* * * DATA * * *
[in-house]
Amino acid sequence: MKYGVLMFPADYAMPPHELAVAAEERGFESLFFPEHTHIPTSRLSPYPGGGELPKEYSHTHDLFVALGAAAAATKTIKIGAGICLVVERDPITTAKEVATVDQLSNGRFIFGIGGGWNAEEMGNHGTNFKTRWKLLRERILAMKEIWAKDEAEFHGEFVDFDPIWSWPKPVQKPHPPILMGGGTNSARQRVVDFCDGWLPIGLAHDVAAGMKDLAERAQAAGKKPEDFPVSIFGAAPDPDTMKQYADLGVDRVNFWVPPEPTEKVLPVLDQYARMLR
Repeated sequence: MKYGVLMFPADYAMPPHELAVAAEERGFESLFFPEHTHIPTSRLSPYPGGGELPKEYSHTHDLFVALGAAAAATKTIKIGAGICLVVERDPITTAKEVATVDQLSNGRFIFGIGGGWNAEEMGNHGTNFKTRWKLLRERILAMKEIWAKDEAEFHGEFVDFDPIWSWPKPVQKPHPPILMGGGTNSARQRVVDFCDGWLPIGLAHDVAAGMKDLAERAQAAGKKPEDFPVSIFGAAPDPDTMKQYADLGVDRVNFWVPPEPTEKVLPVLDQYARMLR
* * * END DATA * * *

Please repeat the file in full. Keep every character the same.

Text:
[in-house]
Amino acid sequence: MKYGVLMFPADYAMPPHELAVAAEERGFESLFFPEHTHIPTSRLSPYPGGGELPKEYSHTHDLFVALGAAAAATKTIKIGAGICLVVERDPITTAKEVATVDQLSNGRFIFGIGGGWNAEEMGNHGTNFKTRWKLLRERILAMKEIWAKDEAEFHGEFVDFDPIWSWPKPVQKPHPPILMGGGTNSARQRVVDFCDGWLPIGLAHDVAAGMKDLAERAQAAGKKPEDFPVSIFGAAPDPDTMKQYADLGVDRVNFWVPPEPTEKVLPVLDQYARMLR
Repeated sequence: MKYGVLMFPADYAMPPHELAVAAEERGFESLFFPEHTHIPTSRLSPYPGGGELPKEYSHTHDLFVALGAAAAATKTIKIGAGICLVVERDPITTAKEVATVDQLSNGRFIFGIGGGWNAEEMGNHGTNFKTRWKLLRERILAMKEIWAKDEAEFHGEFVDFDPIWSWPKPVQKPHPPILMGGGTNSARQRVVDFCDGWLPIGLAHDVAAGMKDLAERAQAAGKKPEDFPVSIFGAAPDPDTMKQYADLGVDRVNFWVPPEPTEKVLPVLDQYARMLR